Four hours after the Washington Post first published a story with excerpts from the book, White House press secretary Sarah Sanders released a statement calling the book “nothing more than fabricated stories, many by former disgruntled employees, told to make the President look bad.”
“While it is not always pretty, and rare that the press actually covers it, President Trump has broken through the bureaucratic process to deliver unprecedented successes for the American people,” Sanders said in the statement. “Sometimes it is unconventional, but he always gets results. Democrats and their allies in the media understand the President’s policies are working and with success like this, no one can beat him in 2020 — not even close.”
Sanders included a list of Trump’s accomplishments. And Kelly released a separate statement denying he ever called the president an “idiot.”
Trump also tweeted Kelly's statement before weighing in himself on Twitter, saying the quotes were "made up frauds, a con on the public."
Trump, in an interview with the Daily Caller Tuesday afternoon, also said “it’s just another bad book,” and that Woodward has “a lot of credibility problems.”
In a late-night tweet Tuesday, Trump also disputed specific details in Woodward's book, including reports that he had called Attorney General Jeff Sessions "mentally retarded" and "a dumb southerner."
"I said NEITHER, never used those terms on anyone, including Jeff, and being a southerner is a GREAT thing," he wrote.
Trump, though, has been unusually supportive of Woodward’s work on several occasions in the past, tweeting his columns and interviews and attacking those who have attacked him.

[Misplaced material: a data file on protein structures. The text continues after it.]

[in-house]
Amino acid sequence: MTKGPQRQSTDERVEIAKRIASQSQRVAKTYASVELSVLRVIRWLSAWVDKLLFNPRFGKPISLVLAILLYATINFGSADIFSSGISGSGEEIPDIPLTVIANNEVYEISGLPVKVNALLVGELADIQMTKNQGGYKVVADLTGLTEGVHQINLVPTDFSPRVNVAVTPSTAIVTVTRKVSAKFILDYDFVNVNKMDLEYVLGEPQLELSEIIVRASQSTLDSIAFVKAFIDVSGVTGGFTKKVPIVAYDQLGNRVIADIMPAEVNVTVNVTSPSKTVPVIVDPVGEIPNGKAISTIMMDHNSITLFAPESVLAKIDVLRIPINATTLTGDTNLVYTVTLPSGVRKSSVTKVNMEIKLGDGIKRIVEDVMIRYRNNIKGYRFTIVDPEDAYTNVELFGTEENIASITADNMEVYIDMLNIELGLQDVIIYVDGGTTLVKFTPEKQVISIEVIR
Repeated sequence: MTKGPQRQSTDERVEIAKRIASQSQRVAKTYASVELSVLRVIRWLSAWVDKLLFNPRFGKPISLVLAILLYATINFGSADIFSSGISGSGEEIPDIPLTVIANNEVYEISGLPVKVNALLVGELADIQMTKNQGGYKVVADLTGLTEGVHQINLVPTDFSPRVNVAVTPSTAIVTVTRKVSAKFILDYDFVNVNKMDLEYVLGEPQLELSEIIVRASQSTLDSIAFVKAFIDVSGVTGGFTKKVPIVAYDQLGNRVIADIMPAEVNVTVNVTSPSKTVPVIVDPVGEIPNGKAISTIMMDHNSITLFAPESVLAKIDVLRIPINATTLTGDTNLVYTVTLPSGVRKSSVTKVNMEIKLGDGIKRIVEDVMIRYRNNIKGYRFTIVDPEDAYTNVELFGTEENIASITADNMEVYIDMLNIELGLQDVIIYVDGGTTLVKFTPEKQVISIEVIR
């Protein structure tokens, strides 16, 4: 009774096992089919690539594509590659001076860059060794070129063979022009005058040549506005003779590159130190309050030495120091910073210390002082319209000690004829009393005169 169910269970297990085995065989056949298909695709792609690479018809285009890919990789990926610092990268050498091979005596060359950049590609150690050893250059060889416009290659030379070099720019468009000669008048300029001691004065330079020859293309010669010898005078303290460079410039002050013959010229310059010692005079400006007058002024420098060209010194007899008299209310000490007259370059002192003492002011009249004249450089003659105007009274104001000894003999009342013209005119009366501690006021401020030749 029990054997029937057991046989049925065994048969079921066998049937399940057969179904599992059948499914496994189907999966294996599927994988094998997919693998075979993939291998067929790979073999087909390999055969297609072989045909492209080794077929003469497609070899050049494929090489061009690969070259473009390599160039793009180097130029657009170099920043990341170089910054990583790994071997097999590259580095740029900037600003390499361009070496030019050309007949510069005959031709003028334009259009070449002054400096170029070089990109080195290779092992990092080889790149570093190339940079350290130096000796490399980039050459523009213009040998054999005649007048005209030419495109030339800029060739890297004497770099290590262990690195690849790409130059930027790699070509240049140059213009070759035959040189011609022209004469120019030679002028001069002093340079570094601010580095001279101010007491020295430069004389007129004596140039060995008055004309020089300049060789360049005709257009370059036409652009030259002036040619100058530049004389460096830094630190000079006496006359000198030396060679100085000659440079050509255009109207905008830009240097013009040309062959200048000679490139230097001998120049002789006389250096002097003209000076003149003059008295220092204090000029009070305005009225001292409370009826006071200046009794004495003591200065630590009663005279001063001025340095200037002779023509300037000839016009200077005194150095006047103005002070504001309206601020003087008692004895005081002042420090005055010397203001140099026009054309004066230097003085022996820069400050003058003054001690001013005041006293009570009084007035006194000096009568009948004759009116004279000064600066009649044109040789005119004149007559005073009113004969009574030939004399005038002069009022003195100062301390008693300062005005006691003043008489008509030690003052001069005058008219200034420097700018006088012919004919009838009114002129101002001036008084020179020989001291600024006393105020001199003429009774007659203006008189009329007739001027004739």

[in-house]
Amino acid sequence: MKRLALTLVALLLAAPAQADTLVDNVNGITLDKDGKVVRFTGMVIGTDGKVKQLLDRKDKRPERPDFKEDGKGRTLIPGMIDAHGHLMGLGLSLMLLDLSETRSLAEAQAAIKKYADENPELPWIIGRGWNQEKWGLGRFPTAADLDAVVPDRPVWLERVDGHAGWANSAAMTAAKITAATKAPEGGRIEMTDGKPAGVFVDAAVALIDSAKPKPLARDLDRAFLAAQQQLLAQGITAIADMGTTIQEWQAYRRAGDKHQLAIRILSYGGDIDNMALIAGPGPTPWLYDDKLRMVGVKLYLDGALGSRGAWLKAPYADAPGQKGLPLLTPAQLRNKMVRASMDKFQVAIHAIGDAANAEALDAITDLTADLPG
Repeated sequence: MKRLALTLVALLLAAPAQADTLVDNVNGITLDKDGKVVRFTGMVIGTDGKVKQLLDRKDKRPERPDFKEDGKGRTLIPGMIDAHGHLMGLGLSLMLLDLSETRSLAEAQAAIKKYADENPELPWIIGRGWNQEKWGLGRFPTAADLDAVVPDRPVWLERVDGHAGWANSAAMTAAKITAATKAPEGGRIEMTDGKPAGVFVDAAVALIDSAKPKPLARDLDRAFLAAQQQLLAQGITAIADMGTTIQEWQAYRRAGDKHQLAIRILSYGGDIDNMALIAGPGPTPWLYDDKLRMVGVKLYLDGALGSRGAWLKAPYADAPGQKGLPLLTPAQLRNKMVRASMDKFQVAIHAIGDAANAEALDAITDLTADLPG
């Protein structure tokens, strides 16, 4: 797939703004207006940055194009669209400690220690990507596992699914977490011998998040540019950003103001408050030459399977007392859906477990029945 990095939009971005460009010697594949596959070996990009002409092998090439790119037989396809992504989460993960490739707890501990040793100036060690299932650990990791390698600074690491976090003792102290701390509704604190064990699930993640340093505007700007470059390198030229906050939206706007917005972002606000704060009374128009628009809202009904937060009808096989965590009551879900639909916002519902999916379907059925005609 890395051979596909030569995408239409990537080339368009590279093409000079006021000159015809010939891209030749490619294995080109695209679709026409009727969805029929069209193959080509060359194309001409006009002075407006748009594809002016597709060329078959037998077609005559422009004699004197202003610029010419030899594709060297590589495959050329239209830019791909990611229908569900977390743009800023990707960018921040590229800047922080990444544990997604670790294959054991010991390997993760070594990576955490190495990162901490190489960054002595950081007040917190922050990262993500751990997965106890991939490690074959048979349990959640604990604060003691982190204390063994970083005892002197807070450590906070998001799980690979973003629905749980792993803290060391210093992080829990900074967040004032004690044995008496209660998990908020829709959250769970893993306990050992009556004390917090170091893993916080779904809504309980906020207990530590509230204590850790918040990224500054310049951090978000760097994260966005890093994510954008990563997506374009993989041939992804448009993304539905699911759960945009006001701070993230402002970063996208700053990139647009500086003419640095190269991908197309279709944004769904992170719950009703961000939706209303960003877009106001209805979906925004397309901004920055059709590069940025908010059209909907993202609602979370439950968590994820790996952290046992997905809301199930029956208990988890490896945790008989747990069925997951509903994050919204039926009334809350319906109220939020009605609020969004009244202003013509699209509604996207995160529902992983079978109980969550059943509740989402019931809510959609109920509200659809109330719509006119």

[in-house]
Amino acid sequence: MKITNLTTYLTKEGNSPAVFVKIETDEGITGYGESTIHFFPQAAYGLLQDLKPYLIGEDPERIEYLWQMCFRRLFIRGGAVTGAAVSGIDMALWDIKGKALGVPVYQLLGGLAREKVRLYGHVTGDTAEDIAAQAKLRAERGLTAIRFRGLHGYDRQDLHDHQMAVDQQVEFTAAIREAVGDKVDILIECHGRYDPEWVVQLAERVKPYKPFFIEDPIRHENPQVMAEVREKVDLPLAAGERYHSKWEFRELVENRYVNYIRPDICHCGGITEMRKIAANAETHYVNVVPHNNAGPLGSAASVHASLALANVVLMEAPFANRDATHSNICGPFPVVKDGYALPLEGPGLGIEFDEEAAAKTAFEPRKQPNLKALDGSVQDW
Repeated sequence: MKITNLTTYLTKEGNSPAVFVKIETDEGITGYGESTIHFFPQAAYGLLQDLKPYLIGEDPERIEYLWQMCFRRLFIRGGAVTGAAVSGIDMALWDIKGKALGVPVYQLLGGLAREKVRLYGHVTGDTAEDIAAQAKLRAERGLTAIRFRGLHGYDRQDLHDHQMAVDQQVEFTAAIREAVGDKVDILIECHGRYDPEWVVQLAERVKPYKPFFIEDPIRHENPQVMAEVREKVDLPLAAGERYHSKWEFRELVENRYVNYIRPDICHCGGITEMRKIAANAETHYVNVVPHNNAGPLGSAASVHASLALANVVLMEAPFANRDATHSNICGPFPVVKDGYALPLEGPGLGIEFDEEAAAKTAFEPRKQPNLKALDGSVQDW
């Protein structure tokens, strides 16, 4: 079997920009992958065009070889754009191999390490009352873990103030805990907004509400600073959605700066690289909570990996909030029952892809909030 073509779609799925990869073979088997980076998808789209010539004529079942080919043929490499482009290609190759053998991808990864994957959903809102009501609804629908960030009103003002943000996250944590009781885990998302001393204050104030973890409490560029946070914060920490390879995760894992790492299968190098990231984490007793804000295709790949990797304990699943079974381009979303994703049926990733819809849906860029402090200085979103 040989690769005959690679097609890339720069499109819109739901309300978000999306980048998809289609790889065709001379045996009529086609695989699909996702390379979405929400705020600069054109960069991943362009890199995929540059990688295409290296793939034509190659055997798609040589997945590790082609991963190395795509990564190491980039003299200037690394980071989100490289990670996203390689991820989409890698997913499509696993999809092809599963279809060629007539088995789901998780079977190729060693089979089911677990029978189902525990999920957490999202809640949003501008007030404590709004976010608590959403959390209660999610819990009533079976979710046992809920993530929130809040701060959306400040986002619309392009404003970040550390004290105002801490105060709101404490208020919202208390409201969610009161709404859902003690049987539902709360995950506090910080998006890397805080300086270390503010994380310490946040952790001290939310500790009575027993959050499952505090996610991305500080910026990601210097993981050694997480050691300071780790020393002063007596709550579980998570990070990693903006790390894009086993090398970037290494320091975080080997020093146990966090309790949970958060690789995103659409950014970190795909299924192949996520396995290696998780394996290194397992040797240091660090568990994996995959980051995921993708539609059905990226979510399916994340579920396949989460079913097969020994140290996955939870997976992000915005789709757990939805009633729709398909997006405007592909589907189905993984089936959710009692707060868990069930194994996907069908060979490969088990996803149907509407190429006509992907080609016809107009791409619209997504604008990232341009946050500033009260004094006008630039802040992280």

Despite Kelly’s denial, repeated speculation about whether or not Kelly called the president an idiot remains problematic, said a source close to the White House. “I think Kelly has thoroughly embarrassed himself,” the source said, adding that if Kelly doesn’t jump, “his work life is going to unbearable in the aftermath of this.”
The source also said that the book “illustrates what we’ve known all along.” “The White House is full of people who believe it’s their duty to protect the country from the man they elected,” the source said. “They think they should be running the country and because of that they put the president in unwinnable situations such as this.”
Trump tweeted multiple times about previous damaging books, like Michael Wolff's Fire and Fury and more recently the tell-all from his former aide Omarosa Manigualt Newman. But given Woodward’s credibility, attacking him might be harder. In the call with Woodward, Trump claims that he never heard about interview requests from the journalist, but would have liked to talk to him.
“It’s really too bad, because nobody told me about it, and I would’ve loved to have spoken to you,” Trump says on the call. “You know, I’m very open to you. I think you’ve always been fair. We’ll see what happens.”
After the publication of excerpts in various news outlets, some close to the White House ramped up their defense of the president, suggesting that another damaging book would not change the administration’s economic and other policy accomplishments.
A top Trump ally, Rudy Giuliani, the president’s outside counsel, went a step further in a CNBC interview in response to critical comments from Kelly and others like Defense Secretary James Mattis, who Woodward reports told colleagues that “the president acted like — and had the understanding — of a ‘fifth or sixth grader.’”
“If they said it, they should be questioning why they are there,” Giuliani said in the interview. “Why don't they go get another job? That's the kind of disloyalty that leads to you leaving, not staying and undermining the president.”